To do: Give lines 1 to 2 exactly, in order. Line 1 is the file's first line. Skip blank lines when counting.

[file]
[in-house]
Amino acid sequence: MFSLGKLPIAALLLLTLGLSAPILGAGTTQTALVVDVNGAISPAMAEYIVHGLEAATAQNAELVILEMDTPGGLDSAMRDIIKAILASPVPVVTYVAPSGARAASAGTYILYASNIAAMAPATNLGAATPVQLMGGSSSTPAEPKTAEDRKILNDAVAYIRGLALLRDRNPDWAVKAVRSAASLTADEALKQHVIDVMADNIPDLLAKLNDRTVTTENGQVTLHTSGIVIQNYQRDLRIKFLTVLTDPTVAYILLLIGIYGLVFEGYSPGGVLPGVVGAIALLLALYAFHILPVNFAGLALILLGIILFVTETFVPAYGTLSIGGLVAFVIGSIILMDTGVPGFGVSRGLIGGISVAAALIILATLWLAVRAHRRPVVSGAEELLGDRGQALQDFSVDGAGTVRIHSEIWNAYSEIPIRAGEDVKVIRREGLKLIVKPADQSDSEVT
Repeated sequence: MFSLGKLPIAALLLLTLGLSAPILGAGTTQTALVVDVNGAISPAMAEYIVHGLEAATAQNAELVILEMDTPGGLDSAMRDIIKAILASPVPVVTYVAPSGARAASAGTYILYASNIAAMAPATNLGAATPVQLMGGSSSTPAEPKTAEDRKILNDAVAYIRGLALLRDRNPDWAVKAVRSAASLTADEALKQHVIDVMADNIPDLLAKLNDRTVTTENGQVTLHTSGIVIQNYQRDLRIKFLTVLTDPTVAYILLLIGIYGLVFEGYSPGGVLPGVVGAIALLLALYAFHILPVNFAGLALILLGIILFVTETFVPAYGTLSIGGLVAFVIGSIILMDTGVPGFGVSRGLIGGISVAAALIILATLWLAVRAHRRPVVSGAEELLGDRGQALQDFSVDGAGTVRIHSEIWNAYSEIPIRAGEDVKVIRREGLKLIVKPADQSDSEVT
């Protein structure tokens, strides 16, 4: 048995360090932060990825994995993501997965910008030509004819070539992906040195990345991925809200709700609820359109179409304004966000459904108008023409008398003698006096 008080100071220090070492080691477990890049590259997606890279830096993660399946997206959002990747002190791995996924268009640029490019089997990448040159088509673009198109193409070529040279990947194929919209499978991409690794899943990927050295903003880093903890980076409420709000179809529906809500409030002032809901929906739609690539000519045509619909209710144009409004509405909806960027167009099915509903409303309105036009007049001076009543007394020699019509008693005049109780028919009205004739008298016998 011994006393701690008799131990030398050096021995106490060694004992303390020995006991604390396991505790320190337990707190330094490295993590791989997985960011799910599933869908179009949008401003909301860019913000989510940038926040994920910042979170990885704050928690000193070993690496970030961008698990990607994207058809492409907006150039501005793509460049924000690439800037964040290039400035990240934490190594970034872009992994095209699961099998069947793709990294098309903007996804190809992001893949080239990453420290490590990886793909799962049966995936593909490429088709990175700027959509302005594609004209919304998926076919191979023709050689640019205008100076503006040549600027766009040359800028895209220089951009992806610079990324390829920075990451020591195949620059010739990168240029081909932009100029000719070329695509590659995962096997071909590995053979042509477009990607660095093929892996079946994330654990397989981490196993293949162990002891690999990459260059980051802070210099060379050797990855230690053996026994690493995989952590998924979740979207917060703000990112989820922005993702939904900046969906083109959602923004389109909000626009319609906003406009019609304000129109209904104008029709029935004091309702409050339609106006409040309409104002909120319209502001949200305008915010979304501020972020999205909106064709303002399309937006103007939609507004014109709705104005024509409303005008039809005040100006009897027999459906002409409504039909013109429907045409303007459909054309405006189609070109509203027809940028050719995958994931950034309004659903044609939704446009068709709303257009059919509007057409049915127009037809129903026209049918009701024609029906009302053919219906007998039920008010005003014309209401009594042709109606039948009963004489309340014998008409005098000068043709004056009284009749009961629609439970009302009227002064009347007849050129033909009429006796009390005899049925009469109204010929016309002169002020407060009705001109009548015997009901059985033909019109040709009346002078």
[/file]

[in-house]
Amino acid sequence: MFSLGKLPIAALLLLTLGLSAPILGAGTTQTALVVDVNGAISPAMAEYIVHGLEAATAQNAELVILEMDTPGGLDSAMRDIIKAILASPVPVVTYVAPSGARAASAGTYILYASNIAAMAPATNLGAATPVQLMGGSSSTPAEPKTAEDRKILNDAVAYIRGLALLRDRNPDWAVKAVRSAASLTADEALKQHVIDVMADNIPDLLAKLNDRTVTTENGQVTLHTSGIVIQNYQRDLRIKFLTVLTDPTVAYILLLIGIYGLVFEGYSPGGVLPGVVGAIALLLALYAFHILPVNFAGLALILLGIILFVTETFVPAYGTLSIGGLVAFVIGSIILMDTGVPGFGVSRGLIGGISVAAALIILATLWLAVRAHRRPVVSGAEELLGDRGQALQDFSVDGAGTVRIHSEIWNAYSEIPIRAGEDVKVIRREGLKLIVKPADQSDSEVT